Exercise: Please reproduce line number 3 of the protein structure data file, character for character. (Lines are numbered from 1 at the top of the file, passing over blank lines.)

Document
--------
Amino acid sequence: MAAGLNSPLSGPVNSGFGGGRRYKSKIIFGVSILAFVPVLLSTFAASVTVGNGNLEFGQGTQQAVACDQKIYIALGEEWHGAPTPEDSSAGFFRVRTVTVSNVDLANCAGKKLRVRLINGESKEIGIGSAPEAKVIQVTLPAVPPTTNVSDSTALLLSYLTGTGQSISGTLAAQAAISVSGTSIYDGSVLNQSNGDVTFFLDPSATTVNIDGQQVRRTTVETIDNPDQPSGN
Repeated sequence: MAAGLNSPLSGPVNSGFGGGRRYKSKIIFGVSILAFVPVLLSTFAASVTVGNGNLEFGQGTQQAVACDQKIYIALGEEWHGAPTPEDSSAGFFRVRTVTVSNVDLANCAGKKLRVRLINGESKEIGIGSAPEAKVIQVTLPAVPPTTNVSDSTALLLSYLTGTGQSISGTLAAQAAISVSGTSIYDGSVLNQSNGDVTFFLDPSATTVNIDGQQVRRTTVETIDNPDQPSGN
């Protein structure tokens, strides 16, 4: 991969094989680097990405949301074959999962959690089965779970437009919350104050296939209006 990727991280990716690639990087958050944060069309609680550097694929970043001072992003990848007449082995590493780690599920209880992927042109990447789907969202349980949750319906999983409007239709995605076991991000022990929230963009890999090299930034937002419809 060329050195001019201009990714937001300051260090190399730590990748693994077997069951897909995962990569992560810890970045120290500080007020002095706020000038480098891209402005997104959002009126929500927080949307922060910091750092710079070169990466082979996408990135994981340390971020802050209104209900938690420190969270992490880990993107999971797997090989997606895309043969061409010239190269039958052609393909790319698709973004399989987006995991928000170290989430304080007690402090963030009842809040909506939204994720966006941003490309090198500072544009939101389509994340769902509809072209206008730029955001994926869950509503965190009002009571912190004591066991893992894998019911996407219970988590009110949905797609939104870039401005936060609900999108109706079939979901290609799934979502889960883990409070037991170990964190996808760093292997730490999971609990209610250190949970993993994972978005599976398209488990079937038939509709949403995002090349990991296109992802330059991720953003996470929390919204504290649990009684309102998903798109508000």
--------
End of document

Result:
């Protein structure tokens, strides 16, 4: 991969094989680097990405949301074959999962959690089965779970437009919350104050296939209006 990727991280990716690639990087958050944060069309609680550097694929970043001072992003990848007449082995590493780690599920209880992927042109990447789907969202349980949750319906999983409007239709995605076991991000022990929230963009890999090299930034937002419809 060329050195001019201009990714937001300051260090190399730590990748693994077997069951897909995962990569992560810890970045120290500080007020002095706020000038480098891209402005997104959002009126929500927080949307922060910091750092710079070169990466082979996408990135994981340390971020802050209104209900938690420190969270992490880990993107999971797997090989997606895309043969061409010239190269039958052609393909790319698709973004399989987006995991928000170290989430304080007690402090963030009842809040909506939204994720966006941003490309090198500072544009939101389509994340769902509809072209206008730029955001994926869950509503965190009002009571912190004591066991893992894998019911996407219970988590009110949905797609939104870039401005936060609900999108109706079939979901290609799934979502889960883990409070037991170990964190996808760093292997730490999971609990209610250190949970993993994972978005599976398209488990079937038939509709949403995002090349990991296109992802330059991720953003996470929390919204504290649990009684309102998903798109508000």